CLEVELAND (AP) -The comebacks come too late for many of their young fans to see, and certainly too late to do much good against the San Antonio Spurs.
Once the fourth quarter rolls around, the Cleveland Cavaliers begin playing NBA finals-worthy basketball.
If their goal is to make the game close on the scoreboard, that might be good enough. If they want to be competitive on the court, they'd better get started much sooner.
``We have to find a way to pick up our intensity and carry on what happened in the fourth quarter into the rest of the game,'' Cavaliers star LeBron James said.
The Cavaliers traveled home Monday and were set to host an NBA finals game for the first time Tuesday night. They left San Antonio with a 2-0 deficit, but maybe with a bit of momentum after thoroughly outplaying the Spurs in the final quarter of Game 2.
Cleveland outscored San Antonio 30-14, briefly cutting what had been a 29-point deficit into single digits. But by then, the Cavs would have needed the greatest comeback in finals history to pull out the victory.
So what did those 12 minutes mean?
``Really nothing,'' center Zydrunas Ilgauskas said. ``I think they took their foot off the gas pedal a little bit. Too little, too late.
``Obviously we'll look at it, see what good things we did and stuff, but I don't know. We're down 30 points so I just ... something went our way eventually but it was just, like I said, too late.''
By the time the fourth quarter arrived, the trio of Tony Parker, Tim Duncan and Manu Ginobili had outscored Cleveland 68-62. In Game 1, the Cavs trailed 64-49 through three quarters, with the Spurs' Big Three matching the Cavs' total at that point.
James has said throughout these playoffs that if his teammates keep it close, he'll try to win it for them in the end. But with the deficits the Cavs have been facing, that's too much for James or anybody else to accomplish.
By then, Cleveland is playing just to avoid further embarrassment.
``I think the fourth quarter we just realize that it's a pride thing then and we don't want to get blown out,'' James said. ``We're here for a reason and it becomes a pride thing in the fourth quarter when you're down so many points.''
The Cavs are averaging 28.5 points and shooting 57.5 percent in the fourth quarters of the finals. Those are impressive numbers against any team, especially one that defends as well as the Spurs.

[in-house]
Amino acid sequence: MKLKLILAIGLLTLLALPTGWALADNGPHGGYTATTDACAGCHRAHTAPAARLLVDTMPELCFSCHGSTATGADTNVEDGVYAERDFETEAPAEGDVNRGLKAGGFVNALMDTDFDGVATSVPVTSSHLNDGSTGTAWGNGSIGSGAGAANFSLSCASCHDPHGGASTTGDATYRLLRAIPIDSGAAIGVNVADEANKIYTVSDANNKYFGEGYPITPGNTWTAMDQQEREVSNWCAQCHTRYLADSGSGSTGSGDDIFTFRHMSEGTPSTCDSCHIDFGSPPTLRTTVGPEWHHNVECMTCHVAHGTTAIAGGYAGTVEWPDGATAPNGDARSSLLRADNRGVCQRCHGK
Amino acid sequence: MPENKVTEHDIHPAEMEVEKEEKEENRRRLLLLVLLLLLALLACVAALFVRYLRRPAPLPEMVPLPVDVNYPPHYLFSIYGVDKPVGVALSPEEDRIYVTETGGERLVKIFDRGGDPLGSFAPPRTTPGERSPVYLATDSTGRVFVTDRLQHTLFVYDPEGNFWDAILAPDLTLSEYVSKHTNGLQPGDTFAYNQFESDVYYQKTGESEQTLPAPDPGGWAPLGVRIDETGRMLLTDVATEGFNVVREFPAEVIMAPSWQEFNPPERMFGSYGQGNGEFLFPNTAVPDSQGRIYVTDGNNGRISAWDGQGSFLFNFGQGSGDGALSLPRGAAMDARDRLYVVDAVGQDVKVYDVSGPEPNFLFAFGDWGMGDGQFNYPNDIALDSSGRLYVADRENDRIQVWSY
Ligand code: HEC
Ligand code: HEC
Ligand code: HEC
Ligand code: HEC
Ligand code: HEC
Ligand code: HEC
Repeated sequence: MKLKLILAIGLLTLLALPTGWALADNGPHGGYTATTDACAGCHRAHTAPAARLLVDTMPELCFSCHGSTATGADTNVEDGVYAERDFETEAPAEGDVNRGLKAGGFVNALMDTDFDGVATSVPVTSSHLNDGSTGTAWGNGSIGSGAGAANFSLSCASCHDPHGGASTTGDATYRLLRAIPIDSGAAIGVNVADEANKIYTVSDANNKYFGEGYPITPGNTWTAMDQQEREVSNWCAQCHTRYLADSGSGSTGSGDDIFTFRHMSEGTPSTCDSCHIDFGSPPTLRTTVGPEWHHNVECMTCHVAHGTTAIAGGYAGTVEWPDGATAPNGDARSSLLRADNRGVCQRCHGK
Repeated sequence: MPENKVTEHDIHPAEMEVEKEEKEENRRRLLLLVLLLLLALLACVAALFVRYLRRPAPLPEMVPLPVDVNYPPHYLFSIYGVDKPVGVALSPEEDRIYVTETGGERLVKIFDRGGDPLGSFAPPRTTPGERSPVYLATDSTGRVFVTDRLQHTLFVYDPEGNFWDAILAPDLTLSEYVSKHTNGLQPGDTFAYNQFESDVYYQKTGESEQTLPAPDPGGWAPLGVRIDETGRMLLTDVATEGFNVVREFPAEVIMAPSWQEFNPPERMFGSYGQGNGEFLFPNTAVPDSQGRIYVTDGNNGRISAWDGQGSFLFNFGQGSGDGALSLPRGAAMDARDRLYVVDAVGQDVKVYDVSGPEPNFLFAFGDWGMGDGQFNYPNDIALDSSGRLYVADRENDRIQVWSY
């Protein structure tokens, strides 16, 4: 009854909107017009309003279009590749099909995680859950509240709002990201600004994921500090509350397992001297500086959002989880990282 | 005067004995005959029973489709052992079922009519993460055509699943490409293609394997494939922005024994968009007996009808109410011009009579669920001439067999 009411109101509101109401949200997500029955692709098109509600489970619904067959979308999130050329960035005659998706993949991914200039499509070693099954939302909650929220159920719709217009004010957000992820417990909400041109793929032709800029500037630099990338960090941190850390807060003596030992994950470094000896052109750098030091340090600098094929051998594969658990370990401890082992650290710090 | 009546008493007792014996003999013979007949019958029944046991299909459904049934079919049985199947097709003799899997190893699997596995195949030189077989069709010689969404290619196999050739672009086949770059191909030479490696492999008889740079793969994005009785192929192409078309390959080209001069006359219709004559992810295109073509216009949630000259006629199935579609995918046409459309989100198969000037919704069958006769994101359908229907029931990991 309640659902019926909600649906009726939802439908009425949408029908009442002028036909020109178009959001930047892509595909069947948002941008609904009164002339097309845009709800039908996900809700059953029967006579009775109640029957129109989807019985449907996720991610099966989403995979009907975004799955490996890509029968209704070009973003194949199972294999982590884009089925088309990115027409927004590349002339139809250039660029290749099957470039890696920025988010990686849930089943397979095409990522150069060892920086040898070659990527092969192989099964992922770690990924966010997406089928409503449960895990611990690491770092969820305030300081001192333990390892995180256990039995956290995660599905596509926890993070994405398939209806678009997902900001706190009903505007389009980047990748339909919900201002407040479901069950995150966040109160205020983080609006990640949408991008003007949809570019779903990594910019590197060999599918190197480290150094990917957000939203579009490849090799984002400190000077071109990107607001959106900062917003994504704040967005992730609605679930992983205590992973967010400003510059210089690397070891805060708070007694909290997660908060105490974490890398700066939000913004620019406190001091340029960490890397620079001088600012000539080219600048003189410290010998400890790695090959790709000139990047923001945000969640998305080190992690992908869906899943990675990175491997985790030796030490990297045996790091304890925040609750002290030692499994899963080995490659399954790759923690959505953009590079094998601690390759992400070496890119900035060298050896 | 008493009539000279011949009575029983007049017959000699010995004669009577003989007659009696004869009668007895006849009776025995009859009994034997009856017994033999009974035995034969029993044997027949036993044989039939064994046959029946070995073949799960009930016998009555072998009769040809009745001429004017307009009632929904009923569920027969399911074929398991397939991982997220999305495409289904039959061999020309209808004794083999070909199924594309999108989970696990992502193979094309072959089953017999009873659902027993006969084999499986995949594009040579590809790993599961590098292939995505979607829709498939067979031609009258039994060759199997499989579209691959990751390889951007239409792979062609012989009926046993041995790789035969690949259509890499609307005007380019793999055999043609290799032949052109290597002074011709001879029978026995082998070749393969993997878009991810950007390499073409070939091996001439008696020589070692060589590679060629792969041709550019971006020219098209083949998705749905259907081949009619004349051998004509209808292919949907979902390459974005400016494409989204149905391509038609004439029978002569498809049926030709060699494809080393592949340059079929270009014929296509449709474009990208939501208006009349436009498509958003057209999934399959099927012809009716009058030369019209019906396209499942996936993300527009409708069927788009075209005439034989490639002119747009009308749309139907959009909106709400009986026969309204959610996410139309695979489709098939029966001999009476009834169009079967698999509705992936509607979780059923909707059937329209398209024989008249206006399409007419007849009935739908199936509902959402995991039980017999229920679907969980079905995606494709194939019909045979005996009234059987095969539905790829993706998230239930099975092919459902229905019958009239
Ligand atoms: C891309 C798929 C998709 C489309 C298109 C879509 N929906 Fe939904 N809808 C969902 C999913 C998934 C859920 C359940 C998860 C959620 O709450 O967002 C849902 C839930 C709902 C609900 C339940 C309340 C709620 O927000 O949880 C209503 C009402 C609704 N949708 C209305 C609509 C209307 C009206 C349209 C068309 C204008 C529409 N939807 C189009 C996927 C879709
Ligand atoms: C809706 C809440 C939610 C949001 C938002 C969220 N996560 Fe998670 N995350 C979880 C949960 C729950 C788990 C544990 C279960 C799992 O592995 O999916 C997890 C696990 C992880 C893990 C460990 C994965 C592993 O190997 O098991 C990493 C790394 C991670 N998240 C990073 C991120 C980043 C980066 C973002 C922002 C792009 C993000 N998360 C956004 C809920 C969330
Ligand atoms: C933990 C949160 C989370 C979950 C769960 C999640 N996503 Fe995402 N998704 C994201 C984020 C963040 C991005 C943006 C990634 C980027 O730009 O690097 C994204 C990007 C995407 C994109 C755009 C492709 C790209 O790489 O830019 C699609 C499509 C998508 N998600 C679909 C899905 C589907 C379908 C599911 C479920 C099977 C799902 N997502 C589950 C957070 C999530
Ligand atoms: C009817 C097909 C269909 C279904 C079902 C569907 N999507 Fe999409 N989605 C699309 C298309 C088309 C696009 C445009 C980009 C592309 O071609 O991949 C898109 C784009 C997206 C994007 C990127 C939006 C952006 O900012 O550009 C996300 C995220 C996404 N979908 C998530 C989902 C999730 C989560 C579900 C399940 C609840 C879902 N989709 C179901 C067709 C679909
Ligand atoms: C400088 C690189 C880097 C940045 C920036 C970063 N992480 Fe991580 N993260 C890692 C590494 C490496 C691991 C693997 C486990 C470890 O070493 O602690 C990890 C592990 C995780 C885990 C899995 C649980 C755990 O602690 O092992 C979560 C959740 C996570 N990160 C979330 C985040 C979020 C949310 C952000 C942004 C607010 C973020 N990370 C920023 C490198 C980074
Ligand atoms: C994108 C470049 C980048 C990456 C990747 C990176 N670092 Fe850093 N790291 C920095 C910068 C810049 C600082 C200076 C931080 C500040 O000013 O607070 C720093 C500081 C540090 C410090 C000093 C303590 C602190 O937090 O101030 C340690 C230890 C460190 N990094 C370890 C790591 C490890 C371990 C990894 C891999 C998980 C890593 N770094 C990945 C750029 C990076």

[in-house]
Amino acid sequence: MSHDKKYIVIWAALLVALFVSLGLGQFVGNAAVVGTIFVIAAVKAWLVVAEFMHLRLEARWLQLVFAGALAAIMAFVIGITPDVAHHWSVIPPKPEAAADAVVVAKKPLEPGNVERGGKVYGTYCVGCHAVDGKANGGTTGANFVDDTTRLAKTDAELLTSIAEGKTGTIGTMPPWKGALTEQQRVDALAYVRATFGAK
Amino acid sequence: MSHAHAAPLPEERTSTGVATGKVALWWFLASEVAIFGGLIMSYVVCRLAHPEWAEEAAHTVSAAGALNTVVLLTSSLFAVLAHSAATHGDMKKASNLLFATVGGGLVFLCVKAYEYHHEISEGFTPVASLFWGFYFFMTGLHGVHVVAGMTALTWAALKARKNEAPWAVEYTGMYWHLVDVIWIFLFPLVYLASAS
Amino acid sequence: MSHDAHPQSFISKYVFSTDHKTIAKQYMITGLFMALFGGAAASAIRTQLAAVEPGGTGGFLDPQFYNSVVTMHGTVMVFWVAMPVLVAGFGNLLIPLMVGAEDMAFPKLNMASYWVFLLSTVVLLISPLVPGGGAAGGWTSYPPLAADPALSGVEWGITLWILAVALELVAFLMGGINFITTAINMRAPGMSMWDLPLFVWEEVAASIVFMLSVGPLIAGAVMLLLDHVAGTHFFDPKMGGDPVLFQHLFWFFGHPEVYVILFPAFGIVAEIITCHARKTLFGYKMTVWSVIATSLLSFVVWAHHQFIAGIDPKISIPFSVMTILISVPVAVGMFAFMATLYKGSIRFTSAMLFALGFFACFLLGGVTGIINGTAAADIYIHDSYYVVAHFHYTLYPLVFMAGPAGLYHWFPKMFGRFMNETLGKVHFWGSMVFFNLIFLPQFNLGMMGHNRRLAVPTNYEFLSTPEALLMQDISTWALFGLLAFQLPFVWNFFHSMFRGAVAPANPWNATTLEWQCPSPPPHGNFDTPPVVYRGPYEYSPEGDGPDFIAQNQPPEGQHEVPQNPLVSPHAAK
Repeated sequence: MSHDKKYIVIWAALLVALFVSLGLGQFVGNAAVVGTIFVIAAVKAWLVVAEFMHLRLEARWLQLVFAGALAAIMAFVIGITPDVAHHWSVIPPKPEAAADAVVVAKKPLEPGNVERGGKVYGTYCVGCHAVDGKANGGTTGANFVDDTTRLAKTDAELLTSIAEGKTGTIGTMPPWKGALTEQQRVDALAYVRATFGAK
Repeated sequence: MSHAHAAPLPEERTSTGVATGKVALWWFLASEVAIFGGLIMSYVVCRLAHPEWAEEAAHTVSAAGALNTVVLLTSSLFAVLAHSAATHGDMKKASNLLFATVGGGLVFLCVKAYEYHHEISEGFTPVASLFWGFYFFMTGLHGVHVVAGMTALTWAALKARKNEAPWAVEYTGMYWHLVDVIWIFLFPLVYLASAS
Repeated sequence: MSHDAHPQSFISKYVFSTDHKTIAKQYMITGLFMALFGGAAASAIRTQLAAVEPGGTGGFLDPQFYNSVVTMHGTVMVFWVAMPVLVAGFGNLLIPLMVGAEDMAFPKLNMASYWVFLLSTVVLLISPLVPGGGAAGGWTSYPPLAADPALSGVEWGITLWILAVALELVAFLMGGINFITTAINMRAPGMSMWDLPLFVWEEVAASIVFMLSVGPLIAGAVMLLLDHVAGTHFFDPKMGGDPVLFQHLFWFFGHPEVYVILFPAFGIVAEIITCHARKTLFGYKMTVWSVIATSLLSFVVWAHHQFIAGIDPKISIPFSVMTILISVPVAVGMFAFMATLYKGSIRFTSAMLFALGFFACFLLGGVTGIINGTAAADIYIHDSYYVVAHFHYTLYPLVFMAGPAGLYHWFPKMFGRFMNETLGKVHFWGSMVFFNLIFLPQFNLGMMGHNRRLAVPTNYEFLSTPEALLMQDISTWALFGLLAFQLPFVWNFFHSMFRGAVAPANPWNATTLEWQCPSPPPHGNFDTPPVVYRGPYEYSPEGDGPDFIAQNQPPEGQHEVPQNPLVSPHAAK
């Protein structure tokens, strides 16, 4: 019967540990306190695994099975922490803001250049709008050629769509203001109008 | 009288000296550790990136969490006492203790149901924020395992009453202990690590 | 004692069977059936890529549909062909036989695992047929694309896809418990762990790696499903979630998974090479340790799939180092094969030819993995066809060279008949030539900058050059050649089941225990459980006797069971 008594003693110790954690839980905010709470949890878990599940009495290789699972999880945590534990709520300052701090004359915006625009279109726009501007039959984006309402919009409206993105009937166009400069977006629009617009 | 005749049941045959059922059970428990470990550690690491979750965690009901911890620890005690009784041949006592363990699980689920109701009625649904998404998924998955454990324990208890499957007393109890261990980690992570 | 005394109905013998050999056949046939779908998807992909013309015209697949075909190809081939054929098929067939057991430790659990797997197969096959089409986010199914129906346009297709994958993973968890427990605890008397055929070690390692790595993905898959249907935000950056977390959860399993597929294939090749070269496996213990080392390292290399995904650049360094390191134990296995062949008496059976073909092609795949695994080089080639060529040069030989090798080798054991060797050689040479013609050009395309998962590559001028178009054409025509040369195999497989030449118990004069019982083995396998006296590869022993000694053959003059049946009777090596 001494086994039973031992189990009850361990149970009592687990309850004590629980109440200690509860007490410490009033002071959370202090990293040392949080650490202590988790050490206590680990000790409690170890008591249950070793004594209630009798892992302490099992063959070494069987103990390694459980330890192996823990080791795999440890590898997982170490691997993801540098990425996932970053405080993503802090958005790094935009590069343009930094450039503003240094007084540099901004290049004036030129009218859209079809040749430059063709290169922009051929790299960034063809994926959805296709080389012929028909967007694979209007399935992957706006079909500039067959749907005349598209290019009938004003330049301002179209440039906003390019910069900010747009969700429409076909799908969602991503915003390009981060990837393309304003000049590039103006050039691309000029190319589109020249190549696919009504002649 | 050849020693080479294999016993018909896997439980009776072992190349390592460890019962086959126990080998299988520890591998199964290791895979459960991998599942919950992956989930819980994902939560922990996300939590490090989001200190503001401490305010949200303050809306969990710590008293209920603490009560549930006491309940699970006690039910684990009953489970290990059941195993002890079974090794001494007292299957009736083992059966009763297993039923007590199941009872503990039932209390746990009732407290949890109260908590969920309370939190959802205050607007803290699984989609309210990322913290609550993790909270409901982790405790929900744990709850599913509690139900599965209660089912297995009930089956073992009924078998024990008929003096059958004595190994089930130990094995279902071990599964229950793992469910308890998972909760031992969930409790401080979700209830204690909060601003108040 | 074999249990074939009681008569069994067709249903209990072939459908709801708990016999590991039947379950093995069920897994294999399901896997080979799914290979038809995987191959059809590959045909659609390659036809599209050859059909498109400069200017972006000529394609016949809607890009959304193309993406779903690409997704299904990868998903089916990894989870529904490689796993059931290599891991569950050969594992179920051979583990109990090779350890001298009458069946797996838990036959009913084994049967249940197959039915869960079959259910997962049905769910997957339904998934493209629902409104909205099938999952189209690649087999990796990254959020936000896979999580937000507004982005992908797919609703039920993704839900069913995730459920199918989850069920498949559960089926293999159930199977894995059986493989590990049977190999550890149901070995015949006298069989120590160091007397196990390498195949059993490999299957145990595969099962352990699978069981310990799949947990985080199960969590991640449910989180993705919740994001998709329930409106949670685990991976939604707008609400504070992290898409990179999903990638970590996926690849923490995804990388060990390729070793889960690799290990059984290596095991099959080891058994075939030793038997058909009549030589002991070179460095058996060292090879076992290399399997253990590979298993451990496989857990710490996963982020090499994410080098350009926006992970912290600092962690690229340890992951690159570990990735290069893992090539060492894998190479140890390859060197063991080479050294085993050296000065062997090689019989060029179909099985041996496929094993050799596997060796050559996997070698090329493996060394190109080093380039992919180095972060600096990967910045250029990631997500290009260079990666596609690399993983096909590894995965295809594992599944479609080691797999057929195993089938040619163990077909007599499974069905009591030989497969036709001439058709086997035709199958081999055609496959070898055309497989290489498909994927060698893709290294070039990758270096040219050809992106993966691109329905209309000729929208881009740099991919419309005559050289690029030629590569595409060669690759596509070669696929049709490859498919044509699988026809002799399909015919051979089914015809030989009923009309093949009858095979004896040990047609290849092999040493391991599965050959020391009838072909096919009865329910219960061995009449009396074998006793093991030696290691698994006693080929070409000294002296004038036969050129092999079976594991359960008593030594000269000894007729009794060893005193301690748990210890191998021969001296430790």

But as well as they've played in the fourth, the closest the Cavs have been in that period was eight points - still a long way from making a victory seem possible.
Still, they kept competing, which was perhaps the best thing that could be said for their time in San Antonio.
``They didn't quit in Game 1, they didn't quite tonight,'' Cavs coach Mike Brown said. ``We're not in it for any moral victories. Bottom line is we lost the ballgame. But the thing I'm excited about is we finally brought some sort of effort and aggression defensively and offensively, and we did it and showed some poise. And that's what we have to continue trying to do throughout this series.
``But our guys, you know, they didn't look down going into the fourth quarter.''
Brown went nearly the entire quarter with a lineup of James and four reserves: Anderson Varejao, Daniel Gibson, Damon Jones and Donyell Marshall. The latter three give the Cavs the outside shooting they need to spread the floor so James has room to operate, and Varejao provides the hustle plays and rebounding that Cleveland lacked for three quarters.
Plus, he helped limit Duncan to 1-of-5 shooting in the period.
So perhaps Brown found a combination that can work. But it won't matter unless the Cavs find a way to keep it close enough so that unit can make a difference.
The Spurs are already good. Spotting them a huge lead makes them nearly unbeatable.
``When you get down in the finals against a team like this, 30 points, you're not coming back,'' Ilgauskas said.

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